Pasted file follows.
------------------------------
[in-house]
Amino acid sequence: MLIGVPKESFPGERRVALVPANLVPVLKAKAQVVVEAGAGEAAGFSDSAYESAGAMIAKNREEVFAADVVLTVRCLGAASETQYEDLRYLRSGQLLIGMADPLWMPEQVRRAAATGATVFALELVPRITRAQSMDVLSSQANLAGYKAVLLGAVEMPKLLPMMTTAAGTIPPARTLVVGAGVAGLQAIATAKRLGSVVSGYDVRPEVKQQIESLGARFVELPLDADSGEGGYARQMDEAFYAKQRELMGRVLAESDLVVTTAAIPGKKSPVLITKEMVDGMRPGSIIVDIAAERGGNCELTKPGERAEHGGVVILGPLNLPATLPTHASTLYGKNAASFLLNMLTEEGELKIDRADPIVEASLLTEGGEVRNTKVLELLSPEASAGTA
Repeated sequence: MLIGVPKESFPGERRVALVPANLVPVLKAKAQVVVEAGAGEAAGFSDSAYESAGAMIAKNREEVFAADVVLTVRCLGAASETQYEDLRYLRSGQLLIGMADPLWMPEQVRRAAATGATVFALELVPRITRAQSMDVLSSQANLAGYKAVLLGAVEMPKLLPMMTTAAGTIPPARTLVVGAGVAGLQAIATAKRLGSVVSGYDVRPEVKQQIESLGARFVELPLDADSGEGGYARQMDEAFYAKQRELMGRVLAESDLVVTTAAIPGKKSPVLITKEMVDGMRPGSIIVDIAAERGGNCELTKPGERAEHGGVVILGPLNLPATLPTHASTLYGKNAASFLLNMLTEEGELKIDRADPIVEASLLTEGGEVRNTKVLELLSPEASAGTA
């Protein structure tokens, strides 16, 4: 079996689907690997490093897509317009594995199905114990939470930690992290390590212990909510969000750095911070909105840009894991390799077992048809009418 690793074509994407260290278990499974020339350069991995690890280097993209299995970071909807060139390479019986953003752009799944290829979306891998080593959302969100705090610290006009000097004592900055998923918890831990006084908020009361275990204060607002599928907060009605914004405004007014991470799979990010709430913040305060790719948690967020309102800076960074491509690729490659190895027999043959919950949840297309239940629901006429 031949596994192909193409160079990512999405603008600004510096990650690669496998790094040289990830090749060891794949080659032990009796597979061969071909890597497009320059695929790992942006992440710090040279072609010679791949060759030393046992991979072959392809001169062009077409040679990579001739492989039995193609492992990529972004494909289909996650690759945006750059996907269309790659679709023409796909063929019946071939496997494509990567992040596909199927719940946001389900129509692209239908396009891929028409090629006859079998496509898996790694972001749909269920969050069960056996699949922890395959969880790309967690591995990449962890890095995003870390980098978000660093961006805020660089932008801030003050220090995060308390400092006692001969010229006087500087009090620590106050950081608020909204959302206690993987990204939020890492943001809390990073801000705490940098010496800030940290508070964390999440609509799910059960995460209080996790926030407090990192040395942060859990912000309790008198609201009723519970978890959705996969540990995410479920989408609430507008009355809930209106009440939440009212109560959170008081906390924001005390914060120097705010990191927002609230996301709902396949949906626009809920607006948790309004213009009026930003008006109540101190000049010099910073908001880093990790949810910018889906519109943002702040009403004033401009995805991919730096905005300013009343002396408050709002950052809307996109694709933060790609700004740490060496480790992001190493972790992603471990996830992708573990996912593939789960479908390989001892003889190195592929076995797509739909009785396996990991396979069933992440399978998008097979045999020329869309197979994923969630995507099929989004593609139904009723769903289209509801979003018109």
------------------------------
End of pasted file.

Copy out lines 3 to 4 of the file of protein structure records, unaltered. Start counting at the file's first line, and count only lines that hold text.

Repeated sequence: MLIGVPKESFPGERRVALVPANLVPVLKAKAQVVVEAGAGEAAGFSDSAYESAGAMIAKNREEVFAADVVLTVRCLGAASETQYEDLRYLRSGQLLIGMADPLWMPEQVRRAAATGATVFALELVPRITRAQSMDVLSSQANLAGYKAVLLGAVEMPKLLPMMTTAAGTIPPARTLVVGAGVAGLQAIATAKRLGSVVSGYDVRPEVKQQIESLGARFVELPLDADSGEGGYARQMDEAFYAKQRELMGRVLAESDLVVTTAAIPGKKSPVLITKEMVDGMRPGSIIVDIAAERGGNCELTKPGERAEHGGVVILGPLNLPATLPTHASTLYGKNAASFLLNMLTEEGELKIDRADPIVEASLLTEGGEVRNTKVLELLSPEASAGTA
């Protein structure tokens, strides 16, 4: 079996689907690997490093897509317009594995199905114990939470930690992290390590212990909510969000750095911070909105840009894991390799077992048809009418 690793074509994407260290278990499974020339350069991995690890280097993209299995970071909807060139390479019986953003752009799944290829979306891998080593959302969100705090610290006009000097004592900055998923918890831990006084908020009361275990204060607002599928907060009605914004405004007014991470799979990010709430913040305060790719948690967020309102800076960074491509690729490659190895027999043959919950949840297309239940629901006429 031949596994192909193409160079990512999405603008600004510096990650690669496998790094040289990830090749060891794949080659032990009796597979061969071909890597497009320059695929790992942006992440710090040279072609010679791949060759030393046992991979072959392809001169062009077409040679990579001739492989039995193609492992990529972004494909289909996650690759945006750059996907269309790659679709023409796909063929019946071939496997494509990567992040596909199927719940946001389900129509692209239908396009891929028409090629006859079998496509898996790694972001749909269920969050069960056996699949922890395959969880790309967690591995990449962890890095995003870390980098978000660093961006805020660089932008801030003050220090995060308390400092006692001969010229006087500087009090620590106050950081608020909204959302206690993987990204939020890492943001809390990073801000705490940098010496800030940290508070964390999440609509799910059960995460209080996790926030407090990192040395942060859990912000309790008198609201009723519970978890959705996969540990995410479920989408609430507008009355809930209106009440939440009212109560959170008081906390924001005390914060120097705010990191927002609230996301709902396949949906626009809920607006948790309004213009009026930003008006109540101190000049010099910073908001880093990790949810910018889906519109943002702040009403004033401009995805991919730096905005300013009343002396408050709002950052809307996109694709933060790609700004740490060496480790992001190493972790992603471990996830992708573990996912593939789960479908390989001892003889190195592929076995797509739909009785396996990991396979069933992440399978998008097979045999020329869309197979994923969630995507099929989004593609139904009723769903289209509801979003018109």